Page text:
Imagine that every time you held a person in your thoughts and sincerely wished them well, a bright colored bird of your choice would soar out of your heart..
Then imagine one day crossing paths with that very bird you had envisioned. It lands on a fence near the table you are sitting at with that very person you had held in your thoughts. How could something you’d never even seen before already be so meaningful?
How can an everyday occurrence be layered so deeply with significance?
This is how our lives can become art.. we can build many associations into our experiences, and before you know it, there is so much magic in and around everything. Even colors without form can tingle our senses and reach straight into our hearts.
As we watch children and young people experiencing autonomy for the first time, we might assume that because we are adults and we can take care of our immediate needs that there is nothing more to do for ourselves. We have all gone from learning to tie our own shoes, to driving a car, and making a living. However, I think the spectrum for experiencing autonomy is a lot wider than what is reflected in society. What about an autonomy that allows you to create art where the structure or guidelines for it do not yet exist? An autonomy that opens our eyes to more occasions and ways to celebrate life than the current holidays and traditions dictate? Because in many ways, if we cannot do that for ourselves, we may find we are often in a state of “waiting” for beauty or joy to find us rather than taking authentic self-guided action.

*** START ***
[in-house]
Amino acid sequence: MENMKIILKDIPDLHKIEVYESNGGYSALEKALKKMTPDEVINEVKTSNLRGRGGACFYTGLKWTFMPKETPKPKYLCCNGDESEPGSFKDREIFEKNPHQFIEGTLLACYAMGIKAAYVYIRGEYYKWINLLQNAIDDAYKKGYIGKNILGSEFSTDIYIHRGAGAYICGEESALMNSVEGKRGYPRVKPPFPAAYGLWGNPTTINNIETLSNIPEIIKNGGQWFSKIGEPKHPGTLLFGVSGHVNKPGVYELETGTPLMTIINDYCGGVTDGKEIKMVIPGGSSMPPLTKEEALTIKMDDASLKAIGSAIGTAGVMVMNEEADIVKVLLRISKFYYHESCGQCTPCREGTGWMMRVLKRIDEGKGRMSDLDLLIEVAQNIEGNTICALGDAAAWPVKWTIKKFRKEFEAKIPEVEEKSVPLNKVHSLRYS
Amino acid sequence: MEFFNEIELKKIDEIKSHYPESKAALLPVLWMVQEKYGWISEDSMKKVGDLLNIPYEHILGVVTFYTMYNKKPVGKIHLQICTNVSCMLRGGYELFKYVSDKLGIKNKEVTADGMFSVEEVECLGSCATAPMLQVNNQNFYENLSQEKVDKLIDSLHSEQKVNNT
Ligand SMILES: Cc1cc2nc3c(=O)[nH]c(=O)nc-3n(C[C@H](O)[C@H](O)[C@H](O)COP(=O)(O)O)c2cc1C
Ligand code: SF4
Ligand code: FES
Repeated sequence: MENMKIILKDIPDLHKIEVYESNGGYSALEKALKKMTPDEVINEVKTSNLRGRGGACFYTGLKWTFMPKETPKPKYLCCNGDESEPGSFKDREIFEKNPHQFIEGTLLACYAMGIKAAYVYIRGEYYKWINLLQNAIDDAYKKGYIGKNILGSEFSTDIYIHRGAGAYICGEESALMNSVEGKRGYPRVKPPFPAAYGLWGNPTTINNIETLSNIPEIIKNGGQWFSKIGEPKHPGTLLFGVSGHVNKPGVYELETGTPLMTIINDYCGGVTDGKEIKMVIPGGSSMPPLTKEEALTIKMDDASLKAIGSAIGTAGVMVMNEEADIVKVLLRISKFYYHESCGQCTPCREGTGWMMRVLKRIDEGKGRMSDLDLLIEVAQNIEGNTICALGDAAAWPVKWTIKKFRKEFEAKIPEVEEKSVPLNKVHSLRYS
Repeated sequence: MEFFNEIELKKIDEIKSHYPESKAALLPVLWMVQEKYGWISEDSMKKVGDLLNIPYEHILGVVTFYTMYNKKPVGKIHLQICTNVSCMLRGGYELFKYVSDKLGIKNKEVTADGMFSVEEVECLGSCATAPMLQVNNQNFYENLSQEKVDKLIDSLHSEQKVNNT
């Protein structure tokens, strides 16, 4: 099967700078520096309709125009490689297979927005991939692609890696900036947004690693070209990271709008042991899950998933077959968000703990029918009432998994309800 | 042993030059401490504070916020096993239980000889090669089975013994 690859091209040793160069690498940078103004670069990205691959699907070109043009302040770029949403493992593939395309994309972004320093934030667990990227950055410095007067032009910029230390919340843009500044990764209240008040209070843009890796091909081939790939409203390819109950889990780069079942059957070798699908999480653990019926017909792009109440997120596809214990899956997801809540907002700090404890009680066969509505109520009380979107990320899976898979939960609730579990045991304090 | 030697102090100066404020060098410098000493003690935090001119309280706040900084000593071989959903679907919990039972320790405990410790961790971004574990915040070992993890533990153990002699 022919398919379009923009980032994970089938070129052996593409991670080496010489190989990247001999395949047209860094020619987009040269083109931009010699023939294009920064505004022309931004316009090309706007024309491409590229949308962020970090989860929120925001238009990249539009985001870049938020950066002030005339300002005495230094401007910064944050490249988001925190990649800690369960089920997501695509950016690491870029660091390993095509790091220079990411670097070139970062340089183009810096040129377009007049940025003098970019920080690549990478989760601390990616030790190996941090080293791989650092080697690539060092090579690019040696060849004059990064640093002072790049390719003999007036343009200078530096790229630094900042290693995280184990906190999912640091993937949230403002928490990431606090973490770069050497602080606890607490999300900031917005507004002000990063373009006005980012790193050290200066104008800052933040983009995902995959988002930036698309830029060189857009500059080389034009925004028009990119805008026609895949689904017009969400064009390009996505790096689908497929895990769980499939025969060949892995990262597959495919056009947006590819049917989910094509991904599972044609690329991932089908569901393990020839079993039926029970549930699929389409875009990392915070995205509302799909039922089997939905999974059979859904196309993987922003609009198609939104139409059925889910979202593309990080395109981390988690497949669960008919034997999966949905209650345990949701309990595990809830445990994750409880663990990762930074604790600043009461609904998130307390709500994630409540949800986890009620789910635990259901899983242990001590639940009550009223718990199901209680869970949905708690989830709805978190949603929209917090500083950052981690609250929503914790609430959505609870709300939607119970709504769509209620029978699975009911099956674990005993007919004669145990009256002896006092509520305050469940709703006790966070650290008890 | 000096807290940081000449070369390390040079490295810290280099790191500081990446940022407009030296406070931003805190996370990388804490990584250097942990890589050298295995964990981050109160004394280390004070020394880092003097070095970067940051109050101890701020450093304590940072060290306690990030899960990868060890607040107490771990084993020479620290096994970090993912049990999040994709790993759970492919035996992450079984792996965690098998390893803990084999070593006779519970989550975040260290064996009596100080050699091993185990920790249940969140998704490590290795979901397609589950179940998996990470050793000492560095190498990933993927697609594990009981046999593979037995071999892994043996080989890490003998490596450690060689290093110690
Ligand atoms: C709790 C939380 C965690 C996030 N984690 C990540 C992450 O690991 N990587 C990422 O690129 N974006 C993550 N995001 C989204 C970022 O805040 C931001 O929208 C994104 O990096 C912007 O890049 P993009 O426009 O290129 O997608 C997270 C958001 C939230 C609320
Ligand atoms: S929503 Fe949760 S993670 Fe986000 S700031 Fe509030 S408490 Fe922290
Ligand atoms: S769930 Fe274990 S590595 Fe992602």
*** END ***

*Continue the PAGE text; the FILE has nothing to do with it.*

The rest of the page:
We don’t have to wait for someone to give us a gift in order to see life as a series of unfolding gifts.
On that note, I don’t know how much longer ROAMoChan will be able to roam and compose these travel art posts, but it gives me so much joy to share what catches my eye and persists to tap me on the shoulder. This continues to be such an adventure!
Doing whatever it is you do that lets your heart sing, may we all find it and make time for it~
“If Bak Leung was a unicorn, she would live in that sunset because it’s beautiful.”-M